Valley Tech builds upon legacy of 9/11 Many adults remember the events of September 11th vividly: where they were, what they were doing, who they were with and how they felt. Valley Tech students were between the ages of 4 and 8 when the events unraveled on that day. Many have recollections and memories of the day, but presently are learning valuable lessons learning from the experience of the event. As part of the rigorous academic curriculum at Valley Tech, Social Studies team leader Ms. Rosemary Quirk has employed the New York City 9/11 curriculum to teach students the history of this fairly recent, but historic event that forever changed the lives of Americans and citizens from throughout the world. The curriculum focuses on the events that unraveled on that fateful September day, but students are also learning about the Muslim culture, extremism, Al Qaeda, and the impact that the events of 9/11 have had on society. Lessons give students the context of the event as an attack on freedoms, while also offering students a chance to partake in memorializing the event. On Friday, September 9th, Assistant Superintendent-Director/Principal, Mr. Christopher Cummings, led the school in a moment of silence in honor of the victims of the attacks ahead of the anniversary. As part of the curriculum taught at Valley Tech throughout the week following the anniversary; multiple videos detailing the attacks have been made available for teachers to use in lessons; academic instructors used an interactive timeline detailing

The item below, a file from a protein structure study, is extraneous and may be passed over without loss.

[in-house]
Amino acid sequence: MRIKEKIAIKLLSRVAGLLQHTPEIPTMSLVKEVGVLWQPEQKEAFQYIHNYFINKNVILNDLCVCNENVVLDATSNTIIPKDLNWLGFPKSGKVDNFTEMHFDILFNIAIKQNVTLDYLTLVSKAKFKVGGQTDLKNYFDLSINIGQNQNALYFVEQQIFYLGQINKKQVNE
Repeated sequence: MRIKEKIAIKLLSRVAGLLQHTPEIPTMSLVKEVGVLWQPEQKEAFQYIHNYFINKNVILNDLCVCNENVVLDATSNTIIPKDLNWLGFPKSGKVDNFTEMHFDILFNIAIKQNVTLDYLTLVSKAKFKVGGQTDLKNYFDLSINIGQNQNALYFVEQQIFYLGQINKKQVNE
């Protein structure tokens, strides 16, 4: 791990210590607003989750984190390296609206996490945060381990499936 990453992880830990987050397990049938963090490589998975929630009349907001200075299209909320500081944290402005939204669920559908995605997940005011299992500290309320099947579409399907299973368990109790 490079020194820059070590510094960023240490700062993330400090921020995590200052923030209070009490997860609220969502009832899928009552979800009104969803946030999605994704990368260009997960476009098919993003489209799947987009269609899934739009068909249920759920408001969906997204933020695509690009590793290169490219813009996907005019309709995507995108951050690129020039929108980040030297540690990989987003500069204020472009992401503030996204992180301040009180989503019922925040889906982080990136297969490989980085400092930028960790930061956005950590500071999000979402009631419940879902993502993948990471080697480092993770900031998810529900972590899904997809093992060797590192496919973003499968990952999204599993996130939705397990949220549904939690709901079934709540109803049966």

events; and archived news articles. Many instructors also assigned students to interview someone they knew about the event. Copies of these interviews will be made available for all students to view in a binder archive in the school’s Library/Media Center. In anticipation of the 10th anniversary and 9/11 curriculum, students who attended the school’s spring trip to Washington, D.C. visited the National 9/11 Pentagon Memorial.

pentagon MeMoRial: BVt seniors (left-right), Micaela Connors & Maggie dugan of Uxbridge, emily Bolduc of Blackstone, and taylor Chenevert of Upton stand beside a memorial bench at the national 9/11 pentagon Memorial. the visit to the national 9/11 pentagon Memorial was made in anticipation of the fall history curriculum on the event.

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neW HiReS 2011: assistant Superintendent-director/principal Christopher Cummings (Standing left) welcomes new hires. new Valley tech hires for the 2011-2012 school year are: (Standing, left - right) Kerry Moynihan, Spanish/Humanities elective teacher; Joseph Corriveau, plumbing instructor; amy Ferrandino - Bedard, Health Services instructor; Kenneth erickson, HVaC/R instructor; Constance Ward, Reading teacher; george Carpenter, information technology/telecommunications instructor. (Seated, left - right) Christine Cote, technology integration Specialist; adele ellis, graphic Communications instructor; gillian granger, School Counselor; elizabeth Sherman, Chemistry teacher; and Marilyn Cabral, Cosmetology instructor.